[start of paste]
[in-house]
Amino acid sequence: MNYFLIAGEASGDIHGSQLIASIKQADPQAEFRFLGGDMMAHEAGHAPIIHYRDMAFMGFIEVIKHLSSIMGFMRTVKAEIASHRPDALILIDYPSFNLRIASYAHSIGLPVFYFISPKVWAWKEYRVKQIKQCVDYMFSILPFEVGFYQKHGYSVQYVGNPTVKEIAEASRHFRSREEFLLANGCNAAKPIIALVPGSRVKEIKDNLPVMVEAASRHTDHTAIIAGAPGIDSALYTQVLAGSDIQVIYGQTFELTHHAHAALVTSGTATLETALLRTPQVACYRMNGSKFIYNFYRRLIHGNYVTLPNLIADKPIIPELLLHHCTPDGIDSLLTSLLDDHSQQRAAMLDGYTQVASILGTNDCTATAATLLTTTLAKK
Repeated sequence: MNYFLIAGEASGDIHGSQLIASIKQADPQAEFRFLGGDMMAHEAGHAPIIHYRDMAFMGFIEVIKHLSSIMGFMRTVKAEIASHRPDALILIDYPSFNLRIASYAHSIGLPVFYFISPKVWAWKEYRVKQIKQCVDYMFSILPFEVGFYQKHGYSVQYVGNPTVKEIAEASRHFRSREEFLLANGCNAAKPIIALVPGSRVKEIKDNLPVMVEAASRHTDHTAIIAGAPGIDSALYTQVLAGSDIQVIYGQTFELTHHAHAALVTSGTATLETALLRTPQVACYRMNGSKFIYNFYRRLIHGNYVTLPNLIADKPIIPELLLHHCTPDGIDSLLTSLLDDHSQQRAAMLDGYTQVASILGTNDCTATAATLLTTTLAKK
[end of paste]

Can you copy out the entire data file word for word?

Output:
[in-house]
Amino acid sequence: MNYFLIAGEASGDIHGSQLIASIKQADPQAEFRFLGGDMMAHEAGHAPIIHYRDMAFMGFIEVIKHLSSIMGFMRTVKAEIASHRPDALILIDYPSFNLRIASYAHSIGLPVFYFISPKVWAWKEYRVKQIKQCVDYMFSILPFEVGFYQKHGYSVQYVGNPTVKEIAEASRHFRSREEFLLANGCNAAKPIIALVPGSRVKEIKDNLPVMVEAASRHTDHTAIIAGAPGIDSALYTQVLAGSDIQVIYGQTFELTHHAHAALVTSGTATLETALLRTPQVACYRMNGSKFIYNFYRRLIHGNYVTLPNLIADKPIIPELLLHHCTPDGIDSLLTSLLDDHSQQRAAMLDGYTQVASILGTNDCTATAATLLTTTLAKK
Repeated sequence: MNYFLIAGEASGDIHGSQLIASIKQADPQAEFRFLGGDMMAHEAGHAPIIHYRDMAFMGFIEVIKHLSSIMGFMRTVKAEIASHRPDALILIDYPSFNLRIASYAHSIGLPVFYFISPKVWAWKEYRVKQIKQCVDYMFSILPFEVGFYQKHGYSVQYVGNPTVKEIAEASRHFRSREEFLLANGCNAAKPIIALVPGSRVKEIKDNLPVMVEAASRHTDHTAIIAGAPGIDSALYTQVLAGSDIQVIYGQTFELTHHAHAALVTSGTATLETALLRTPQVACYRMNGSKFIYNFYRRLIHGNYVTLPNLIADKPIIPELLLHHCTPDGIDSLLTSLLDDHSQQRAAMLDGYTQVASILGTNDCTATAATLLTTTLAKK